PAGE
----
For a small area such as a bathroom, an electric radiant heat system is the most affordable and easiest to install. Hydronic heat systems require expensive components; however, multiple rooms can share the components, making it more economical for a larger or multi-room space.
Installation: When electric radiant heating is installed, the system is sandwiched between layers of thinset and a layer of porcelain, ceramic, or natural stone tile. Wood flooring does not respond as quickly to temperature changes, making it a less desirable choice. The heating cables are thin enough that when placed under the tile, they do not cause a noticeable difference in height between floors with the system and ones without.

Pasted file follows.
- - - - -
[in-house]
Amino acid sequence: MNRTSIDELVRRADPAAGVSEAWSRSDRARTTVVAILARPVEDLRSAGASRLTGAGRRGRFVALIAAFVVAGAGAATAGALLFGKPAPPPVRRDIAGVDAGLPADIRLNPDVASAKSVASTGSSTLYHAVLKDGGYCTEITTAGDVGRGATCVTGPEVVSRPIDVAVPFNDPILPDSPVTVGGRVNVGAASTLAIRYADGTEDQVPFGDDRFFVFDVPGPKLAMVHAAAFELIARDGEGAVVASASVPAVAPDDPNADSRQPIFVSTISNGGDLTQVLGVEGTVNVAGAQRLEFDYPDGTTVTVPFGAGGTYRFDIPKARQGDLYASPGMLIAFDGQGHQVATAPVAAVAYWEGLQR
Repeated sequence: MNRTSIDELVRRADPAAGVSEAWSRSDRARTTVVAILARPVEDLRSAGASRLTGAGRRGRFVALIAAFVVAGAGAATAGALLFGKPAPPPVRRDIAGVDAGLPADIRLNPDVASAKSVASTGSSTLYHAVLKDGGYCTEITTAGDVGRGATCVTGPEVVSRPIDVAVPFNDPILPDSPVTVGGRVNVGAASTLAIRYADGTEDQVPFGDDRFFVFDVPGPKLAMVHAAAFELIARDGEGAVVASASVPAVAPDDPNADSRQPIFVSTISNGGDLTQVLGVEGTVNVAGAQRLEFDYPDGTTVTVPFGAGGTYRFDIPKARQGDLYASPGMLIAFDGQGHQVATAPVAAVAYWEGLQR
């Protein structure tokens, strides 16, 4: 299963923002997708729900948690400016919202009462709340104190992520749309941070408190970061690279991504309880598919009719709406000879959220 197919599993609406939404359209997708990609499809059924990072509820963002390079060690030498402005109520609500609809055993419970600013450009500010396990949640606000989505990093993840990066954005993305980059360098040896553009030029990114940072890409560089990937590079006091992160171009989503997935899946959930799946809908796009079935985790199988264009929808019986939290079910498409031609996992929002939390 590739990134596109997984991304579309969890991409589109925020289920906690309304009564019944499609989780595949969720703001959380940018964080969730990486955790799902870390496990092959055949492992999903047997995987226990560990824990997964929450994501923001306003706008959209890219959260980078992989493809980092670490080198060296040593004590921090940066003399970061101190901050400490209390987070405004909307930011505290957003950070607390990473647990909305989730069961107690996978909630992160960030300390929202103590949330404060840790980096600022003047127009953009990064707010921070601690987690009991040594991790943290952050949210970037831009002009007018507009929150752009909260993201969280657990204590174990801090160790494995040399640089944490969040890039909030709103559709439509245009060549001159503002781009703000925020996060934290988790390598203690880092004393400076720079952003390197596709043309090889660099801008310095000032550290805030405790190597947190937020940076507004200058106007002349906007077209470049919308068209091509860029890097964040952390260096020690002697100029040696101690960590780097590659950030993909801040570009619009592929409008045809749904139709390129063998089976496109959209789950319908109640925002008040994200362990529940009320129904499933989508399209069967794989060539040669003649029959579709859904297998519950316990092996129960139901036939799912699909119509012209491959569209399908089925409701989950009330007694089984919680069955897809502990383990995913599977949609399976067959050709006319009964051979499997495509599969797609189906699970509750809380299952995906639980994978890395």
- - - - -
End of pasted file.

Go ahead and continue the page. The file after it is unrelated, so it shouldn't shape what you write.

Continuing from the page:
Hydronic heating requires a boiler, pump, and gas lines. Plastic tubing called PEX is installed by attaching it under a subfloor between joints. The tubing can also be installed over a concrete floor if a grooved channel system is laid first with foam insulation installed over it.
Control: In most cases, the heating system is connected to an electric panel that is controlled by a thermostat. Some control systems offer a timer, which can be set so that the floor is warm when you wake in the morning.
Safety: Most heated floor systems are installed with a dedicated protected circuit for safety due to the constant exposure to water. Additionally, every heating system on the market includes safety features to prevent users from burning their feet on the warm tiles.
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